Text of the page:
Nine years ago, I took the plunge and began a freelance writing business working from home. And when I say “plunge,” I don’t do so lightly. When you’ve spent 37 years working in sales, and owning three businesses, and teaching agents and adjusters insurance continuing education classes, that tumble is more like a nosedive.
In all honesty, I must disclose that I’m an introvert. Yes, I’m loud and shine in group settings. But I’d prefer to be in small groups or, better yet, by myself. Still, making the adjustment from talking to 50 or more people each day to only holding regular conversations with my dog and cat took an adjustment.
I’m sure I made 95% of the mistakes one can make when working from home–which is why I know what the three biggest ones are, and what you can to do avoid them.
My sister will back me up on this. Although she works in healthcare billing, and is an “essential” employee, she’s juggling working from home with spending a couple of days a week at the office due to the coronavirus shelter in place requirements of the state she lives in. At the end of her first day working from home–ever, she actually called me and volunteered that she was glad she’d followed some (not all) of the tips I’d shared. So, let me share the three she appreciated most.
No-No #1: Not having a dedicated office or work area. A business associate, like my sister, is learning all about this. During our telephone conference the other day, she was sitting in her bedroom closet with the door closed while I was at the desk in my office
I understand most of you don’t have an extra room sitting around. I wouldn’t, either, if I hadn’t planned my living space around my job. But before I could afford to do that, I placed a desk with my PC next to a small bookcase in a corner of my living room and that was my “office.”
Whenever I worked, that’s where I sat. That’s where my supplies were, and no one else could use the space. (Except the cat. And that’s only because he doesn’t listen.) I don’t watch television, so I wasn’t tempted to turn on the nonexistent device. But I sure was tempted to look at the activities going on outdoors, and the clouds floating by in the sky, and anything else that caught my eye.
Concentrating is difficult, especially when there are so many more interesting things to do than work. Having a dedicated work location is the best way to minimize distractions.
No-No #2: Not establishing “work” hours. When we begin working from home, we view the burgeoning day as we sip our coffee or tea. We see the enormous expanse of time and visualize all the things we’re going to get done … after we toss a load of laundry into the washer … or take a walk with Fido … or finish the last chapter of that great book we’re reading.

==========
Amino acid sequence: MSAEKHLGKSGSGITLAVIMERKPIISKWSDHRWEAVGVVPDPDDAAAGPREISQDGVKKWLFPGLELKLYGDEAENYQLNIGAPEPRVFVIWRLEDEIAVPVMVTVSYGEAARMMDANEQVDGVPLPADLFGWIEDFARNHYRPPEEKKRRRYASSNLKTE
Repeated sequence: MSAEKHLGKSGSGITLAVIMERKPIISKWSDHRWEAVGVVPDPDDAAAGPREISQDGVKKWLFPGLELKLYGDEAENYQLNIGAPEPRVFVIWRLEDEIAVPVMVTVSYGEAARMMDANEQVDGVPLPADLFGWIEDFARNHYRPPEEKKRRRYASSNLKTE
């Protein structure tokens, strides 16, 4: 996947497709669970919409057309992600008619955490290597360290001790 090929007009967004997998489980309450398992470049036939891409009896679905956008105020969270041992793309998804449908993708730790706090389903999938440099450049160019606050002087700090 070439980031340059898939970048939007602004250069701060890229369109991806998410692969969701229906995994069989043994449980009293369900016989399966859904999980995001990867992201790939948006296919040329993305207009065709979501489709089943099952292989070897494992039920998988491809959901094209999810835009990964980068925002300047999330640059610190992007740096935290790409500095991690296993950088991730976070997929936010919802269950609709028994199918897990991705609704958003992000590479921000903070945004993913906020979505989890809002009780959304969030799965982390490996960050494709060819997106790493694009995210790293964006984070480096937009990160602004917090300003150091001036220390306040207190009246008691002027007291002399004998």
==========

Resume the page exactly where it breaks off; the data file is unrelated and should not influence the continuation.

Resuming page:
Problem is, by the time we finish doing all three of those things, and then hop in the shower, it’s noon. And half our day is shot. Stick to your office schedule at home. If you absolutely MUST run outside to meet the mailman, or romp with Rover in the back yard, schedule those activities as you would your break time at the “real” office. Work is work. You can still do it the same way, at the same time, regardless of where you are.
No-No #3: Staying in your PJs. More so now than when I started working from home, technology makes things easier and more difficult, all at the same time. Having work laptops that travel with us, and remote access to our servers at the office, truly does allow us to perform the same tasks regardless of where we are. However, when your boss says you need to be available for video chats, she means it.
Not wearing makeup is one thing. Wearing your college sweatshirt with the shredded, distended neckline is entirely something else. I no longer wear suits to work these days, and I definitely don’t wear makeup unless I know for sure I’ll be video chatting that day. I wear jeans in the winter and shorts in the summer. I wear slippers or go barefoot. But I always wear a nice blouse or top, along with earrings and a little jewelry.
If I weren’t dressed, I wouldn’t feel as if my day had truly begun. I’d be too relaxed, not ready to jump into action. When I work, I want to be prepared for anything that happens–which is tough to do if I’m wearing old white socks, red plaid flannels, an orange t-shirt, and a black sweatshirt.
To get back to my sister and wrap this up. When she called me that night after her first day from working at home, she said the best thing she could have done was get up, have her coffee, shower, dress and head for work the same way she always does. She got a kick out of having a commute that lasted four steps instead of twenty minutes driving through traffic, but said going through the same motions put her head in the right place. She declared her dining room the “office,” which worked well. But she did keep the television on low in the living room. Unlike me, she’s not real fond of being alone in absolute silence.
What No-Nos have you fallen prey to, and how do you avoid them?